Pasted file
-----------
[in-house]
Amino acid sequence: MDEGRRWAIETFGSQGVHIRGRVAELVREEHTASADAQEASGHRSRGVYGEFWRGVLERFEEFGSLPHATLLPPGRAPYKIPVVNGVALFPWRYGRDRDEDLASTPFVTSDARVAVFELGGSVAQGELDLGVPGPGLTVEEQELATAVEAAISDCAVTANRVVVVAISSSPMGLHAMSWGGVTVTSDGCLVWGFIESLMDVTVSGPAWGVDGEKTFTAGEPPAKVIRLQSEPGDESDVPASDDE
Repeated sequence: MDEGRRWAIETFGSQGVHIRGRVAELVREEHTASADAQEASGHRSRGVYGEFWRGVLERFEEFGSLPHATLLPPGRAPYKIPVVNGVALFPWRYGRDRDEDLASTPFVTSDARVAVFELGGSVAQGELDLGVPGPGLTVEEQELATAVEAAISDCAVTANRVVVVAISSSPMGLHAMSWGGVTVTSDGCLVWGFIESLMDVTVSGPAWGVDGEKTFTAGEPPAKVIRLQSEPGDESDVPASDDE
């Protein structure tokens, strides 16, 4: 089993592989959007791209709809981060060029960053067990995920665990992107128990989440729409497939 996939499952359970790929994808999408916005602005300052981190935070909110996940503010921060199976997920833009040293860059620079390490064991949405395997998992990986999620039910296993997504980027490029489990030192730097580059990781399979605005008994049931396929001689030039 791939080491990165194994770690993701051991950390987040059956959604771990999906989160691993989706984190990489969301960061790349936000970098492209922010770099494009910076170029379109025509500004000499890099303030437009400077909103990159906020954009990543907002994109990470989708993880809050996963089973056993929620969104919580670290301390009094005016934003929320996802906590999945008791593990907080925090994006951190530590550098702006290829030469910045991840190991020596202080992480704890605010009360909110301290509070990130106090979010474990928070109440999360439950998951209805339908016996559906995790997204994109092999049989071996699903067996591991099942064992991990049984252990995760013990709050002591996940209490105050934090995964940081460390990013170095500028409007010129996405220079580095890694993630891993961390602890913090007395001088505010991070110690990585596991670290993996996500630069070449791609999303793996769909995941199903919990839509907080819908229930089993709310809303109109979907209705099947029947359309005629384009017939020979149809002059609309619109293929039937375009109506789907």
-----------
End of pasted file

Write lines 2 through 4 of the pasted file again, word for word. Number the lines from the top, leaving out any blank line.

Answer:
Amino acid sequence: MDEGRRWAIETFGSQGVHIRGRVAELVREEHTASADAQEASGHRSRGVYGEFWRGVLERFEEFGSLPHATLLPPGRAPYKIPVVNGVALFPWRYGRDRDEDLASTPFVTSDARVAVFELGGSVAQGELDLGVPGPGLTVEEQELATAVEAAISDCAVTANRVVVVAISSSPMGLHAMSWGGVTVTSDGCLVWGFIESLMDVTVSGPAWGVDGEKTFTAGEPPAKVIRLQSEPGDESDVPASDDE
Repeated sequence: MDEGRRWAIETFGSQGVHIRGRVAELVREEHTASADAQEASGHRSRGVYGEFWRGVLERFEEFGSLPHATLLPPGRAPYKIPVVNGVALFPWRYGRDRDEDLASTPFVTSDARVAVFELGGSVAQGELDLGVPGPGLTVEEQELATAVEAAISDCAVTANRVVVVAISSSPMGLHAMSWGGVTVTSDGCLVWGFIESLMDVTVSGPAWGVDGEKTFTAGEPPAKVIRLQSEPGDESDVPASDDE
């Protein structure tokens, strides 16, 4: 089993592989959007791209709809981060060029960053067990995920665990992107128990989440729409497939 996939499952359970790929994808999408916005602005300052981190935070909110996940503010921060199976997920833009040293860059620079390490064991949405395997998992990986999620039910296993997504980027490029489990030192730097580059990781399979605005008994049931396929001689030039 791939080491990165194994770690993701051991950390987040059956959604771990999906989160691993989706984190990489969301960061790349936000970098492209922010770099494009910076170029379109025509500004000499890099303030437009400077909103990159906020954009990543907002994109990470989708993880809050996963089973056993929620969104919580670290301390009094005016934003929320996802906590999945008791593990907080925090994006951190530590550098702006290829030469910045991840190991020596202080992480704890605010009360909110301290509070990130106090979010474990928070109440999360439950998951209805339908016996559906995790997204994109092999049989071996699903067996591991099942064992991990049984252990995760013990709050002591996940209490105050934090995964940081460390990013170095500028409007010129996405220079580095890694993630891993961390602890913090007395001088505010991070110690990585596991670290993996996500630069070449791609999303793996769909995941199903919990839509907080819908229930089993709310809303109109979907209705099947029947359309005629384009017939020979149809002059609309619109293929039937375009109506789907």